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New Program In Naples Aims To Fight Opioid Problem

David Lawrence Center

The nation-wide opioid epidemic is getting worse. According to Florida's Department of Law Enforcement, there were nearly 6,000 opioid-related deaths in our state in 2016--a 35 percent increase from 2015. While there is no single solution, Naples' David Lawrence Center is using a grant to use a different approach to combat the problem.

Opioids are drugs that are made up of other drugs – a cocktail of illegal and prescription drugs. They can contain heroin and pain relievers and Oxycodone.

And they’re very addictive. 

“The beginning is a choice," Heather admitted. She asks that her last name not be used for this story. "Like I know I chose to do that, but I didn't realize like that it would turn into what it did. I had no idea.”

Heather is from Naples and one of the first participants in the David Lawrence Center's M.O.R.E. program - that stands for Maintenance of Opioid Recovery Everyday. It's an out-patient program that gives participants medication to suppress their drug cravings  and the program provides individual and group therapy. 

Heather said she comes from a family of addicts. 

“It was something that everybody did," she said. "And you know when I got to my teens I wanted to experiment. And unfortunately I was one of those that once I did it I couldn't stop. I fell in love with it.”

Dominic, who also asks that his last name not be used for this story and who is also from Naples, started the M.O.R.E. program around the same time as Heather did. He said he came from a good home.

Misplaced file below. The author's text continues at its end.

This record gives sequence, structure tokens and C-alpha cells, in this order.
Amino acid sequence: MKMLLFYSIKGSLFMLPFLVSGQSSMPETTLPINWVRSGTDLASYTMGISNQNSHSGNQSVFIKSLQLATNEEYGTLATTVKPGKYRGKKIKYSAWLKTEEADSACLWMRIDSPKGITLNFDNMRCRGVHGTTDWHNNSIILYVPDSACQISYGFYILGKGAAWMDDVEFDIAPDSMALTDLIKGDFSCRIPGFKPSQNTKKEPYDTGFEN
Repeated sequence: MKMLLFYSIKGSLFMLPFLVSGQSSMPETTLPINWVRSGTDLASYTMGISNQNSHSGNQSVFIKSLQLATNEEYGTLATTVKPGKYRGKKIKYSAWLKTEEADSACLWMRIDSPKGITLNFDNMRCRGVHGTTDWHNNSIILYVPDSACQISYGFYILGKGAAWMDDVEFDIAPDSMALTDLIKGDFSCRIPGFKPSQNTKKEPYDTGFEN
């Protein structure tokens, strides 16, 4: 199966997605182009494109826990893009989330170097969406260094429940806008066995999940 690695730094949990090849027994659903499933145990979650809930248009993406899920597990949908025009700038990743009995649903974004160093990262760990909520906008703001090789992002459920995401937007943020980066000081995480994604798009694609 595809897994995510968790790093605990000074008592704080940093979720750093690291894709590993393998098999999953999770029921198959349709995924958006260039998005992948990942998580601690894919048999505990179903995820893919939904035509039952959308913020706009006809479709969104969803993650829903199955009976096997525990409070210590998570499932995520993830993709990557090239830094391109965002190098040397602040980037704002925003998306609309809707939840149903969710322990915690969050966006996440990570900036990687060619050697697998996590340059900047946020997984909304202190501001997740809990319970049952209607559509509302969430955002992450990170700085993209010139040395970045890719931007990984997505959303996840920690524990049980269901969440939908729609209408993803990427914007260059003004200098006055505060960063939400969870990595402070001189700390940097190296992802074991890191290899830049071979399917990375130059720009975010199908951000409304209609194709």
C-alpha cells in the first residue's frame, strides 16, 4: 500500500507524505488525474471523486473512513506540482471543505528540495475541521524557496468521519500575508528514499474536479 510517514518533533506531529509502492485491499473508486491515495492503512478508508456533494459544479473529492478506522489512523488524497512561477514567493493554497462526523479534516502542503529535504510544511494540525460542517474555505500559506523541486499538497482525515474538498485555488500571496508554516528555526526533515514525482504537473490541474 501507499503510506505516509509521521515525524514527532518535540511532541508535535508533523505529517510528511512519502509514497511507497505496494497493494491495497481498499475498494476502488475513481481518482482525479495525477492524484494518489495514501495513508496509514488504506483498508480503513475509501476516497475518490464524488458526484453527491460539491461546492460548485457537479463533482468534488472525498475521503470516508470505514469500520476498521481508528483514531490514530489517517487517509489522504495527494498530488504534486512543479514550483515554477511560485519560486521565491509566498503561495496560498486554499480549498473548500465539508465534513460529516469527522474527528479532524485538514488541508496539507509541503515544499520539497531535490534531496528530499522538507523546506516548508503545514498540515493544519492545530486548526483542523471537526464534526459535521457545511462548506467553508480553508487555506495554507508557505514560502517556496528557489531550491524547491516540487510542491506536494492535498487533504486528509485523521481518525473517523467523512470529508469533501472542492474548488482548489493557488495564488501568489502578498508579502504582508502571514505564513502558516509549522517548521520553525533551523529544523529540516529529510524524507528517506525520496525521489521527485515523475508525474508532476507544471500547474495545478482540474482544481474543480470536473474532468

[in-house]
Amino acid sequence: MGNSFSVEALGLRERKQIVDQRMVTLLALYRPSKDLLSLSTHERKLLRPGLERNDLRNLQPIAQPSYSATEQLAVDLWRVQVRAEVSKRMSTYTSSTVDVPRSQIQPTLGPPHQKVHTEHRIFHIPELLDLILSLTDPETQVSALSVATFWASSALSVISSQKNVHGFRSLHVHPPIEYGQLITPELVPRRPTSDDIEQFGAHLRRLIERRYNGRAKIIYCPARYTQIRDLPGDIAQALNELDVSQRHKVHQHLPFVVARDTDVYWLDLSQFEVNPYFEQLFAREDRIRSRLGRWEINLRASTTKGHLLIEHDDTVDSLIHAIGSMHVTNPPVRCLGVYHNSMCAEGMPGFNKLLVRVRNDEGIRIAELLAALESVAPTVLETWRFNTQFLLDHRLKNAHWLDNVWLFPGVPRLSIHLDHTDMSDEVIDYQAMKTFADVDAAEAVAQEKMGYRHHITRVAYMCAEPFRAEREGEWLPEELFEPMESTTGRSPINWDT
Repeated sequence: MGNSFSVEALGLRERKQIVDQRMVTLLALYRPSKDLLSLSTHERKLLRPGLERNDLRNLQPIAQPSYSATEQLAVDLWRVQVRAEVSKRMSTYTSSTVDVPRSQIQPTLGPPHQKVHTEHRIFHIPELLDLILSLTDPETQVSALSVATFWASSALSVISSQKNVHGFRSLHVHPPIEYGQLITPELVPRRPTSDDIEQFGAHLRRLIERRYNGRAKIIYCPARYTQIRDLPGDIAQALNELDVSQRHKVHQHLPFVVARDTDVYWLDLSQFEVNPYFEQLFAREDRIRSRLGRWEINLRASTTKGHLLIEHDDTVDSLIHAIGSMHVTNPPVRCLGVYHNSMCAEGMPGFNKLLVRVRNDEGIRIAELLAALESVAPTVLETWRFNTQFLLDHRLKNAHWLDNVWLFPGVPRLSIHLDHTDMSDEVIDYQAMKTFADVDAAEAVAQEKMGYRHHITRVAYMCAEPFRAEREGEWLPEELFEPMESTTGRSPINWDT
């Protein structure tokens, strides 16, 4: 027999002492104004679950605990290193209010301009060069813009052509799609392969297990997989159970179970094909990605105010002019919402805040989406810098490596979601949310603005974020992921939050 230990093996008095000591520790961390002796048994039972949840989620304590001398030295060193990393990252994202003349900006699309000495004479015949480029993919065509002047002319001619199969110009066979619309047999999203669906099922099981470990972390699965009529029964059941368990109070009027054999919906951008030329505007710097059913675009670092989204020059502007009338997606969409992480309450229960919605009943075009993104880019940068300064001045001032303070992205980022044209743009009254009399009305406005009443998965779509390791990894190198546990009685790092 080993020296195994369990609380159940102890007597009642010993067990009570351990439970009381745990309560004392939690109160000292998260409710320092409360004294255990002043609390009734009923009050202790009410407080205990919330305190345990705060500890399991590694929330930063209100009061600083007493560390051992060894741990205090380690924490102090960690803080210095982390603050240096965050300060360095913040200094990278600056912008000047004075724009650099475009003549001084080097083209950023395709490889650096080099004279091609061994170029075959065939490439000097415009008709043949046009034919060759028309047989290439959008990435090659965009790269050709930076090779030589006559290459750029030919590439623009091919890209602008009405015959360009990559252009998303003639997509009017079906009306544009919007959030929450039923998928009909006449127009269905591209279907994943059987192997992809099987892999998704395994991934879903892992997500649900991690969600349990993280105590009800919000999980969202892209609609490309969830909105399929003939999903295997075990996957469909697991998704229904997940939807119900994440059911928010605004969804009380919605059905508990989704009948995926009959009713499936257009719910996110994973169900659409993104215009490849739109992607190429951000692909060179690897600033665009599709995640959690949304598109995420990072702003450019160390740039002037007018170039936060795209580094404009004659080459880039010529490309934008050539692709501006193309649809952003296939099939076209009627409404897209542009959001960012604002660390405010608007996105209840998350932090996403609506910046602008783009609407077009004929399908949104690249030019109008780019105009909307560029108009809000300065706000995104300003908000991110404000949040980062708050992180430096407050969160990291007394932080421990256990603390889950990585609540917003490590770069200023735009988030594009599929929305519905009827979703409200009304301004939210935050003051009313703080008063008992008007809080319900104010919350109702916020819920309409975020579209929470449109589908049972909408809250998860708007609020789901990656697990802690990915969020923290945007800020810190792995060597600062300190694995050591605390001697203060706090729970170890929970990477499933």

"It was more that my family was always gone. They were always working.." Dominic said. "So I was left to my own devices and a lot of the friends that I was hanging out with, they were recreationally using drugs and I thought I could too and it became my life." 

Heather and Dominic said that unlike the David Lawrence Center's new M.O.R.E program, other opioid programs usually just give your medicine like methadone that try to suppress the urge to use opioids or they just do therapy with an abstinence approach. 

And, they said that those programs usually cost money and aren't effective. 

Heather said she used to get nightmares about opioids in those programs.

“Like using dreams," she said. "Old memories or past experiences. Your addiction comes back up and it sneaks up on you.”

Heather said that she's started this new program, she doesn't have those dreams anymore. 

Maggie Baldwin, with the David Lawrence Center, said the new method took about a month to get started because of the balancing act of providing medication and therapy.


 “Y ou're deali ng with medications and a medication protocol for the detox unit.And coming up with policy procedure this is was such a new program. And it was kind of a paradigm shift for us.  


The M.O.R.E. program was started after the David Lawrence Center got a $320,000 grant from Florida’s Substance Abuse and Mental Health Services Administration

Baldwin said that grant money makes the program free for participants who may not have had success with other programs.

"It means that there's now another option," she said. "I think a really good option for our folks who have opioid use disorder, who struggled for years who been in and out of treatment, who just have not been able to maintain abstinence”  

People in the M.O.R.E. program take as long as they need until they get to where they need to be—with reduced feelings of withdrawal and improving daily functions without opioids.

There are seven people in the program. Two have disengaged since it started in November.

Dominic said he likes the program because it holds him accountable. 

“Every week we come up here for  group therapy and one on one therapy doctor visit, so you constantly have stuff that you need to do at the schedule you got to keep," he said. "And you grow fond of these people and they almost become like a second family to you and you also don't want to disappoint them.” 

No one has completed the Maintenance of Opioid Recover Everyday Program. Since it’s only a few months old, it’s too soon to tell what the outcome will be. 

Copyright 2020 WGCU. To see more, visit WGCU.

Quincy Walters is a reporter and backup host for WGCU.